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Vol. 74. Issue 1.
Pages 118 (January 2021)
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Vol. 74. Issue 1.
Pages 118 (January 2021)
Letter to the Editor
DOI: 10.1016/j.rec.2020.09.022
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Telematic cardiology consultation in the elderly. The 5M framework can help. Response
Consulta telemática de cardiología para ancianos. La regla de las 5M puede ser una ayuda. Respuesta
Vivencio Barriosa,
Corresponding author

Corresponding author:
, Juan Cosín-Salesb, Carlos Escobarc
a Servicio de Cardiología, Hospital Universitario Ramón y Cajal, Universidad de Alcalá, Madrid, Spain
b Servicio de Cardiología, Hospital Arnau de Vilanova, Valencia, Spain
c Servicio de Cardiología, Hospital Universitario La Paz, Madrid, Spain
Related content
Rev Esp Cardiol. 2021;74:116-710.1016/j.rec.2020.08.019
Pablo Díez-Villanueva, Clara Bonanad, Albert Ariza-Solé, Manuel Martínez-Sellés
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To the Editor,

We appreciate the letter from Díez-Villanueva et al. regarding the consensus document of the Spanish Society of Cardiology (SEC) on telematic consultation. The authors stress the special characteristics of the geriatric population, whose peculiarities are well-known to clinical cardiologists, given that many of the patients we treat in the clinic are elderly. Accordingly, although there is no explicit reference to the elderly population in the document, the information provided is applicable to older patients.

The authors propose the use of the 5M framework. While published before the COVID-19 pandemic, this system may have even greater validity now. Although the framework has practical usefulness, its value is not exclusively limited to the elderly population. Indeed, some of the “Ms” are pillars of the telematic consultation, independently of age, as described in the consensus document. However, the first “M” is unfortunately not very intuitive in Spanish (translated from “Matters Most to Me” as “Más importante” [“More important”]) and its significance is thus less memorable.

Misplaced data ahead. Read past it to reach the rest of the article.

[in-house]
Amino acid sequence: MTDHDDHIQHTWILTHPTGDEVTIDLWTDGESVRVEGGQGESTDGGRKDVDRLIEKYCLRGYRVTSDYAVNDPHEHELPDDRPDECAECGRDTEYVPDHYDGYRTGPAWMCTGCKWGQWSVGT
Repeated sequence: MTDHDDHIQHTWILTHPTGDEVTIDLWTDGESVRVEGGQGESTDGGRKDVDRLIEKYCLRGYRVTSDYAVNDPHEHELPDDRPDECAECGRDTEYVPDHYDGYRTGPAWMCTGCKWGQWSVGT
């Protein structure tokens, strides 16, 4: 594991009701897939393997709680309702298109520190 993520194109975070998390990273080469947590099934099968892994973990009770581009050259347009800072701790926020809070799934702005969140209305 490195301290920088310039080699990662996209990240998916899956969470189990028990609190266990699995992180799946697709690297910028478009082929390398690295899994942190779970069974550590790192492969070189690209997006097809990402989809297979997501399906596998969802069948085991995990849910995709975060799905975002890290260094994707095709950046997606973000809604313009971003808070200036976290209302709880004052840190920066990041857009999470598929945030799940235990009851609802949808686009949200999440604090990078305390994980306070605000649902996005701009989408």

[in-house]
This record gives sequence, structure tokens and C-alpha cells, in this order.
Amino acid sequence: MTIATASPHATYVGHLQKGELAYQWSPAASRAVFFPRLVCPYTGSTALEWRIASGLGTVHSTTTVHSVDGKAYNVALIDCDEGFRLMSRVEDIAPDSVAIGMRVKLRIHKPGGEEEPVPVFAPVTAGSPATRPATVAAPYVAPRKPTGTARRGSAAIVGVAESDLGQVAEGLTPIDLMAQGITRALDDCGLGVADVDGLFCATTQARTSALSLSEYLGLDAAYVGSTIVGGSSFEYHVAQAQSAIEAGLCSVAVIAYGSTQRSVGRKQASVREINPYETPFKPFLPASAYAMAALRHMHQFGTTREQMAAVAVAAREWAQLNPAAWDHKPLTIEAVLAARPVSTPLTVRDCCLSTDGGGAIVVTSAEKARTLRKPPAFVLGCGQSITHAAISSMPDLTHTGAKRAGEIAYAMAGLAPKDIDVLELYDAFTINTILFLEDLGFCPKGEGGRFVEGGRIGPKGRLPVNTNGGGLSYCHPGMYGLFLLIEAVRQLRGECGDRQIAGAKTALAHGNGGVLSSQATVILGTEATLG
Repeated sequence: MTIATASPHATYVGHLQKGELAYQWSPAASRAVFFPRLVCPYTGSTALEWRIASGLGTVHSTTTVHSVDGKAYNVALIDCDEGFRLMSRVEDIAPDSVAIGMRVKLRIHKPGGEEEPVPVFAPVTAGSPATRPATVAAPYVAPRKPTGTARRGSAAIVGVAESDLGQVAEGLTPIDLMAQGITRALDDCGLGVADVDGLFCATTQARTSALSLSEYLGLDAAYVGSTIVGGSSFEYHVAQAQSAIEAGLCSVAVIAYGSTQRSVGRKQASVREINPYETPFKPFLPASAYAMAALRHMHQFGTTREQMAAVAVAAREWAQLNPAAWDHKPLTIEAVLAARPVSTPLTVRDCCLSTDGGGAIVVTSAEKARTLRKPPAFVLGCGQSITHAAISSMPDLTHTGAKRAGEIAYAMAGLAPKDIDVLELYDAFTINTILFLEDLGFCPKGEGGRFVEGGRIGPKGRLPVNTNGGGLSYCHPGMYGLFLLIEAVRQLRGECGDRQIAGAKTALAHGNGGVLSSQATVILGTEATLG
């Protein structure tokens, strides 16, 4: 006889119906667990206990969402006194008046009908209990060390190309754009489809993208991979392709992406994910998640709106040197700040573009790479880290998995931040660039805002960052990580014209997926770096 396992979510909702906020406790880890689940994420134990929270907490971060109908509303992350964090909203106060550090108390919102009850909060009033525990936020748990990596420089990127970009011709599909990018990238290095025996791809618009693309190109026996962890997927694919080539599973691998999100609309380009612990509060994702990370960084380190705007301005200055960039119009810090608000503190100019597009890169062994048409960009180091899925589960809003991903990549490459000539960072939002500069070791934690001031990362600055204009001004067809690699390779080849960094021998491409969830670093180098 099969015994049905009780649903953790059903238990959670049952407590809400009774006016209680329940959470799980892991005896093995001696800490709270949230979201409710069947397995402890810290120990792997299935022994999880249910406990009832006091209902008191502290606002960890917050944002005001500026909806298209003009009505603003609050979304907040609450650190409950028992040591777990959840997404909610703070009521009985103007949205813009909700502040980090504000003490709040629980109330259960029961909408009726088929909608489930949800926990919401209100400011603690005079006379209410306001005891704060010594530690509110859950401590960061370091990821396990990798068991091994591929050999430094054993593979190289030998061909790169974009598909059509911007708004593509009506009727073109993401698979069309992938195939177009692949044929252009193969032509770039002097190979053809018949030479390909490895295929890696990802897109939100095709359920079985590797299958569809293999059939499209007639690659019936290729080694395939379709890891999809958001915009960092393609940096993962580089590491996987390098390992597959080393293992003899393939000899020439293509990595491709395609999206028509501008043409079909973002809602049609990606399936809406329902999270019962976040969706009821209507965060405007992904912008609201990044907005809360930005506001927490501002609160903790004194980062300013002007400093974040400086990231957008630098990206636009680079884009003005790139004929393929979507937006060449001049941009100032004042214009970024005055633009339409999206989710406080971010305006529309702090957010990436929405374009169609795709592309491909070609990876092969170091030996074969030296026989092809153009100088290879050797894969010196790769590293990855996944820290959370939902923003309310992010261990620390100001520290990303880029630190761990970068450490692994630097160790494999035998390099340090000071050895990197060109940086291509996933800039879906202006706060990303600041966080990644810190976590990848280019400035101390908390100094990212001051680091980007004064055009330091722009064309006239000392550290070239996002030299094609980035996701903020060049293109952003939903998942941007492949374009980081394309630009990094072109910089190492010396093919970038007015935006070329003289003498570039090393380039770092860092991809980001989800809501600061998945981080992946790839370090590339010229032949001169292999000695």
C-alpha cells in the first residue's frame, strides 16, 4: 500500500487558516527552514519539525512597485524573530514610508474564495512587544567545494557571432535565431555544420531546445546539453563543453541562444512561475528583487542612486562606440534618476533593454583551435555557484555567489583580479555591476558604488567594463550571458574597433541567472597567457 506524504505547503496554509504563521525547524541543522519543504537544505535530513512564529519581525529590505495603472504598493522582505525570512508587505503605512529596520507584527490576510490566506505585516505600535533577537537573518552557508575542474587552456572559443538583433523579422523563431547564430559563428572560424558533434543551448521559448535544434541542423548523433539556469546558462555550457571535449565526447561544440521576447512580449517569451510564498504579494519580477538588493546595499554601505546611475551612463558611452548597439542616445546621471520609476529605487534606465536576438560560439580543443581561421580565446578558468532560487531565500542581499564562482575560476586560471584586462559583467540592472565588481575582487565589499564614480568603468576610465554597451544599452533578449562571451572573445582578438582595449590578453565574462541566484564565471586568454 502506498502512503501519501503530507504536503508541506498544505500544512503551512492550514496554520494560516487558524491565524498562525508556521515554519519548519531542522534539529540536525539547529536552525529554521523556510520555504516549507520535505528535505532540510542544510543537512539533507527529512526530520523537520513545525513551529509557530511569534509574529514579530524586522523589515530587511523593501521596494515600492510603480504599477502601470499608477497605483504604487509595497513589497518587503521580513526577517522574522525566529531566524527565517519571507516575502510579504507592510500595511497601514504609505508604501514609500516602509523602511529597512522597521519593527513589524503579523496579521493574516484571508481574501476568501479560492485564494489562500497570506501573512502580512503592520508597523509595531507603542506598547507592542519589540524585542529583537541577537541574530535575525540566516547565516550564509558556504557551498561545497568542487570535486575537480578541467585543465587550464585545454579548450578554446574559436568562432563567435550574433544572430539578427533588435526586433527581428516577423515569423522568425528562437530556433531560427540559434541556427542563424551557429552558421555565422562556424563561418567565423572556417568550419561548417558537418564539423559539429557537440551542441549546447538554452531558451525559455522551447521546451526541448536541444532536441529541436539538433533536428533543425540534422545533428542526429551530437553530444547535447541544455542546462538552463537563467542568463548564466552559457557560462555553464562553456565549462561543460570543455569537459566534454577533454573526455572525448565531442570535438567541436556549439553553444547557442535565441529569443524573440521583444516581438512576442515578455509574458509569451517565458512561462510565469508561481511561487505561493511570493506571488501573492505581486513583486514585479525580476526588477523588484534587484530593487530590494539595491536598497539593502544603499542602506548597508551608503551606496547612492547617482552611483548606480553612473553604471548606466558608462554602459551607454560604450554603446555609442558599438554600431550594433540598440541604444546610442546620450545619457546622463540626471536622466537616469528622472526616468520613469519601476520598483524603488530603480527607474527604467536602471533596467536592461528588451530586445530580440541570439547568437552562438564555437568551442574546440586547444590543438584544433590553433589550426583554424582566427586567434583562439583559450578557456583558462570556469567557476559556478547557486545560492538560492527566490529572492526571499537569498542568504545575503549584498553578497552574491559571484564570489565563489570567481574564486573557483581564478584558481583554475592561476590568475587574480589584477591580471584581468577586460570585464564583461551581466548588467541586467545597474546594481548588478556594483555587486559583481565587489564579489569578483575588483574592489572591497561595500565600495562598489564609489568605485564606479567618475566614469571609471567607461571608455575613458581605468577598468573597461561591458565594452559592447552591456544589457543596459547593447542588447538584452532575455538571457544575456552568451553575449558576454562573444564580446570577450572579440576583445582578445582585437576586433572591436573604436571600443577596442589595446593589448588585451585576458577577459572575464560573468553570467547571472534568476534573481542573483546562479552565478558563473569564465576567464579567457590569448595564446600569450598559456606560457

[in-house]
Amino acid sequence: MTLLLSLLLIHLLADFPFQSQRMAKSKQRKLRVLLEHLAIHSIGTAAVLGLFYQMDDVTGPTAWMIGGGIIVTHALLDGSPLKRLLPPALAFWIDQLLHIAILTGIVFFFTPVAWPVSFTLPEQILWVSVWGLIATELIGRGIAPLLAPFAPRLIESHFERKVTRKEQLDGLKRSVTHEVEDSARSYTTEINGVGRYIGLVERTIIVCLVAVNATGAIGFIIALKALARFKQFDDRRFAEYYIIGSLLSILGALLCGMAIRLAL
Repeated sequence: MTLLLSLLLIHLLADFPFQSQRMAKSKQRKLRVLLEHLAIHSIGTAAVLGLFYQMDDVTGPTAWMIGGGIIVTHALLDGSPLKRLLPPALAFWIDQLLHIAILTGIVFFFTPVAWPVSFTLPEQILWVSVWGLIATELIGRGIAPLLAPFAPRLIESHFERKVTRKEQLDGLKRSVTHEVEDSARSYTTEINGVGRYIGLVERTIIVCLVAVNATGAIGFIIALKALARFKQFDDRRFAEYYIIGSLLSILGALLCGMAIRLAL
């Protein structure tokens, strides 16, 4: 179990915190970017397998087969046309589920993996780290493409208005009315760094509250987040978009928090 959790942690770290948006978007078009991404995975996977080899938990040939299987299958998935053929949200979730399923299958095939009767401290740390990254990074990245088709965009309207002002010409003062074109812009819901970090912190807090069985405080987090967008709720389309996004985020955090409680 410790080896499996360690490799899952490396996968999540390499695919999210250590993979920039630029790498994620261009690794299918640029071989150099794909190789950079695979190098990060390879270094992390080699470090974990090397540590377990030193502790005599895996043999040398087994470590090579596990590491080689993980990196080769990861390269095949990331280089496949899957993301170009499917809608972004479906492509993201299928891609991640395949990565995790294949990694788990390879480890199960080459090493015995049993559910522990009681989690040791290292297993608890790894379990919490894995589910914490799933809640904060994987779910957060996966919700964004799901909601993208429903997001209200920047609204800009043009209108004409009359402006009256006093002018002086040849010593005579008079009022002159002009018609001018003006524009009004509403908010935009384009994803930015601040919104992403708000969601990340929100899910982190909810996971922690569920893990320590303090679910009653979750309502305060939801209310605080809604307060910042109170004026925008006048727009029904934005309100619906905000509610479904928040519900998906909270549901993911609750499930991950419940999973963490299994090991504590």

A point highlighted by the authors is the need to help elderly people, who are typically cut off from new technologies, to understand telemedicine. Although this aspect is undeniable, we must also recognize that, in the face of the sudden proliferation in computing technology, we have witnessed an astonishing adaptive capacity of our elderly population. Many have progressed with an unexpected ease from using their mobile phone to just make phone calls to writing messages on WhatsApp and even videoconferencing. Nonetheless, we agree that their difficulties must be understood to allow us to take advantage of telemedicine opportunities and to facilitate the use of the tools available to overcome possible limitations with the new technologies, as has recently been discussed.1,2

The treatment of elderly cardiology patients is an essential component of the cardiology consultation.3 Accordingly, all contributions from experts in geriatrics are welcome to promote cooperation and collaboration between professionals and directly improve the care of older patients.

K. Lam, A.D. Lu, Y. Shi, K.E. Covinsky.
Assessing telemedicine unreadiness among older adults in the United States during the COVID-19 pandemic.
C.L. Nieman, E.S. Oh.
Connecting with older adults via telemedicine.
Ann Intern Med., (2020),
P. Díez-Villanueva, A. Arizá-Solé, M.T. Vidán, et al.
Recomendaciones de la Sección de Cardiología Geriátrica de la Sociedad Española de Cardiología para la valoración de la fragilidad en el anciano con cardiopatía.
Rev Esp Cardiol., 72 (2019), pp. 63-71
Copyright © 2020. Sociedad Española de Cardiología
Revista Española de Cardiología (English Edition)

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